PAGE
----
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Gallery

[intromam1]Introduction to the Mammal Gallery

Welcome to the Mammal Gallery, all the pictures are mine but most of the text has been taken from “Wild Animals of Britain & Europe” by Helga Hofmann which is a Collins Nature Guide.

All the Mammals have been found in the British Isles as I have not been brave enough to go looking abroad yet ;o)

The Mammals have been split into ten sections which should help you in finding any, but if there are difficulties use the search engine. There are also some sections on Mammal signs which I hope will help you.


[whataremamamals1]What are Mammals?

Mammals are a class of vertebrate, air-breathing animals whose females are characterized by the possession of mammary glands while both males and females are characterized by hair and or fur, three middle ear bones used in hearing, and a neocortex region in the brain. Some mammals have sweat glands, but most do not.

Mammals are divided into three main infraclass taxa depending how they are born. These taxa are: monotremes, marsupials and placentals. Except for the five species of monotremes (which lay eggs), all mammal species give birth to live young. Most mammals also possess specialized teeth, and the largest group of mammals, the placentals, use a placenta during gestation. The mammalian brain regulates endothermic and circulatory systems, including a four-chambered heart.

There are approximately 5,400 species of mammals, mammals range in size from the 30–40 millimetres (1- to 1.5-inch) Bumblebee Bat to the 33-meter (108-foot) Blue Whale.

Mammals are divided into two subclasses: the Prototheria, which includes the oviparous monotremes, and the Theria, which includes the placentals and live-bearing marsupials. Most mammals, including the six largest orders, belong to the placental group. The three largest orders, in descending order, are Rodentia (mice, rats, porcupines, beavers, capybaras, and other gnawing mammals), Chiroptera (bats), and Soricomorpha (shrews, moles and solenodons). The next three largest orders include the Carnivora (dogs, cats, weasels, bears, seals, and their relatives), the Cetartiodactyla (including the even-toed hoofed mammals and the whales) and the Primates to which the human species belongs.


[oa19]Rodents

This group comprises about half the worlds living mammals.Dentition highly characteristic-one pair of permanently growing incisors used for gnawing, with enamel confined to the front. No canines, but diastema, where the mouth can be closed off by folds ofskin. Molars usually with complex patterns used in longitudinal or oblique grinding movement.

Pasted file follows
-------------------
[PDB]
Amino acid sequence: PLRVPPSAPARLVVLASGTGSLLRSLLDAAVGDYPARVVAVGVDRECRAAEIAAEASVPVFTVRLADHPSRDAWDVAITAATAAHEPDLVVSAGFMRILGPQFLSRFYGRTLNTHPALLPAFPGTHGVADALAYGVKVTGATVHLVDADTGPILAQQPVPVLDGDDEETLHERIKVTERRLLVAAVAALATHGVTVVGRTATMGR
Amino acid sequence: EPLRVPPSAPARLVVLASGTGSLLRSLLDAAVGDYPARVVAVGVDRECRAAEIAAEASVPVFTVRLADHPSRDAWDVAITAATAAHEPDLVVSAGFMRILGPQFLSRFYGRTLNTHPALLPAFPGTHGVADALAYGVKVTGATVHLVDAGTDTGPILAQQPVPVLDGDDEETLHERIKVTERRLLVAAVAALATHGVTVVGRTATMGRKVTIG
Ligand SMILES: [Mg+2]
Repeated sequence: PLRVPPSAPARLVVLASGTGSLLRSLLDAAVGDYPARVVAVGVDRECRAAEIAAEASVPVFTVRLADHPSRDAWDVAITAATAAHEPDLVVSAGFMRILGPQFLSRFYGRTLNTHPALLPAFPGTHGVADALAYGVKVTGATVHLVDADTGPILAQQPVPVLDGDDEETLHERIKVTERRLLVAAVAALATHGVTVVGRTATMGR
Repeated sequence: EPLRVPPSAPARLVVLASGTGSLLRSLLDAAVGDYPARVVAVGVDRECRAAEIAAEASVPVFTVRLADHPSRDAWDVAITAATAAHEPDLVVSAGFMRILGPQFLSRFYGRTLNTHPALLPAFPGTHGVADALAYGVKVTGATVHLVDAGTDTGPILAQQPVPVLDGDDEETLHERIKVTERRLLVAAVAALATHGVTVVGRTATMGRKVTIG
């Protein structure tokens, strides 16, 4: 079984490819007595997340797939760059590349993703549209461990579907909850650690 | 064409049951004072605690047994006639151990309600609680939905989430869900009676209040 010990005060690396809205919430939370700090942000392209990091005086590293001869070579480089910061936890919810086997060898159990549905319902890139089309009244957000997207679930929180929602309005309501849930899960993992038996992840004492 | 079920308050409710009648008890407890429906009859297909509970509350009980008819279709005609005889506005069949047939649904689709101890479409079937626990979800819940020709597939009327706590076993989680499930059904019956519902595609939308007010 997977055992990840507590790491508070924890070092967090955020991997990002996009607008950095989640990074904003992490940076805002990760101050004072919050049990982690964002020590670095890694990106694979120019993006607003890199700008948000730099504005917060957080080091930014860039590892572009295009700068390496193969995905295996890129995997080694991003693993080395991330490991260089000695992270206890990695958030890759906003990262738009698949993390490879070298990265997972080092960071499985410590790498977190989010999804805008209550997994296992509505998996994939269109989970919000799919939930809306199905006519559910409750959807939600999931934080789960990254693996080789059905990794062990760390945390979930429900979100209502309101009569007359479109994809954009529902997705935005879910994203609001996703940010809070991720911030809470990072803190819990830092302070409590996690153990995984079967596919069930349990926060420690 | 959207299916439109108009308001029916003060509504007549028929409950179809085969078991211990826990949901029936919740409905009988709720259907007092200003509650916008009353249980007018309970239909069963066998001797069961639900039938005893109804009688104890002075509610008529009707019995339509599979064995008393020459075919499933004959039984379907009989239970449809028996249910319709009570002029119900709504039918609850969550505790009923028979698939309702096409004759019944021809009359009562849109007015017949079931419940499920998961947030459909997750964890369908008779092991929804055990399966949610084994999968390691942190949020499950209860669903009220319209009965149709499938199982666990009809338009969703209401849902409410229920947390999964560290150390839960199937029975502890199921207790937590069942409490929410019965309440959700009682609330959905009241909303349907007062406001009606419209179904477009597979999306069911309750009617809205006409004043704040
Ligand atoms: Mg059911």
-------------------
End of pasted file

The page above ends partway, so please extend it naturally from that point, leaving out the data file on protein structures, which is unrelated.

[brownhare2]Lagomorphs

Ground living or burrowing animals with enlarged hind legs. Dentition highly specialised for grazing,permanently growing incisors like rodents but with two upper incisors, diastema, no canines and high crowned cheek teeth. Chewing is transverse unlike rodents.


[mole01]Insectivores

A group where many primitive characteristics have been retained-small size,plantigrade feet,small brain,long mobile snout,cheek teeth with sharp interlocking cusps for eating insects and worms. In other respects they are very diverse, as can be seen from the three british families.


[cpip3]Chipoptera

Flying mammals with wing membrane supported by elongated 2nd-5th fingers and the hind limb. British bats all belong to the sub order Microchiroptera, which all have the ability to echolocate and are represented by two families, the ""vesper"" bats and the ""horseshoe"" bats.


[redfox8]Carnivores

Typically meat-eating mammals with claws, small incisors and large canines. A pair of carnassial teeth usually developed for cutting and shearing. Powerful jaw muscles with hinged jaw joint.


[gseal12]Pinnipeds

Marine mammals, in a sub-order of carnivores, with simplified teeth and limbs converted to flippers. Highly adapted for diving.


[orca5]Cetacea

Fully aquatic, mainly marine, mammals with practically no hair but a thick layer of blubber. Fore limbs are paddles, no external hindlimbs, tail enlarged to form swimming organ and lateral flukes. Dorsal fin also present. Skeleton very light and skull highly modified with blow-hole on top of head. Cetaceans have many adaptations for diving and echolocation.


[redr6]Artiodactyla

Ungulates with the axis of the hooves between the 3rd and 4th digits.


[hp19]Perissodactyla

Ungulates with the axis of the hooves along the 3rd digit. Herbivores with grinding cheek teeth.


[dog10]Dogs and Cats

Man's best friend.



© Simon Thurgood 2017
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